External AC-DC power supply market to hit $7.7 billion by 2010

CORONA, Calif., 25 Aug. 2005. The worldwide market for external AC-DC power supplies will rise from $5 billion in 2005 to $7.7 billion in 2010, a compound annual growth rate of 8.8 percent, according to analysts at Darnell Group Inc. in Corona, Calif.

Aug 25th, 2005

CORONA, Calif., 25 Aug. 2005. The worldwide market for external AC-DC power supplies will rise from $5 billion in 2005 to $7.7 billion in 2010, a compound annual growth rate of 8.8 percent, according to analysts at Darnell Group Inc. in Corona, Calif.

The external AC-DC power supply market is more than five times larger than the embedded AC-DC power supply market in unit terms and more than 15 times larger than the DC-DC converter market, Darnell experts say.

The external AC-DC market is ultra competitive, highly commoditized, and operates in low wattages with correspondingly low prices.

Darnell's findings are in the firm's latest report, External AC-DC Power Supplies: Global Market Forecasts and Competitive Environment, Second Edition.

The updated 238-page report provides a detailed examination of the external AC-DC power supply market and the trends that drive it. The report's power forecasts are based on a quantitative forecast of 22 distinct applications that come from the communications, computer, consumer and medical segments.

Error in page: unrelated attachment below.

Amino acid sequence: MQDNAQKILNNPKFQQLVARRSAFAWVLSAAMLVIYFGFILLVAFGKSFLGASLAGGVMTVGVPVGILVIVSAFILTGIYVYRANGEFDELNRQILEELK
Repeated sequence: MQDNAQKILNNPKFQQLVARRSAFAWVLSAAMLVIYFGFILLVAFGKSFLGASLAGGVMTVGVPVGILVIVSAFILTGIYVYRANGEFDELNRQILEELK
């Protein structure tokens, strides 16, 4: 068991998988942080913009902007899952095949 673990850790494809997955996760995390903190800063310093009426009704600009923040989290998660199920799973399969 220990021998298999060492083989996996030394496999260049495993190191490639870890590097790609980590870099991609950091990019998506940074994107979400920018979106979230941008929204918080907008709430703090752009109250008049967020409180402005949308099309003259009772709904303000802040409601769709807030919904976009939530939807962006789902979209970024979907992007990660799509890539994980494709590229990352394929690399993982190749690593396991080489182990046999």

External AC-DC power supply opportunities and threats are exposed in an analysis of pertinent application trends, economic factors, regulatory changes, semiconductor advances, and technological threats.

Within a market of this size are opportunities for growth, but also pitfalls to be avoided. Low-priced, low-wattage external power supplies are leading growth opportunities in Asia. In North America, the laptop-as-a-desktop-replacement trend is pushing Notebook PCs above the 100-watt threshold.

Potentially the largest discontinuity in the market arises from the U.S. Environmental Protection Agency's Energy Star program's adoption of external power supply efficiency standards.

The real disruption, however, comes from the California Energy Commission's move to make Energy Star's specification mandatory in that state. The effects of these regulations will be felt, but not necessarily for the most obvious reasons. Monolithic one-chip semiconductor solutions from the likes of Power Integrations and others are also creating rifts in the market.

For more information, or to buy a report, contact Darnell by phone at 951-279-6684, ext.240; by e-mail at tshepard@darnell.com; or online at www.darnell.com/consulting/study.php?mc_id=13.

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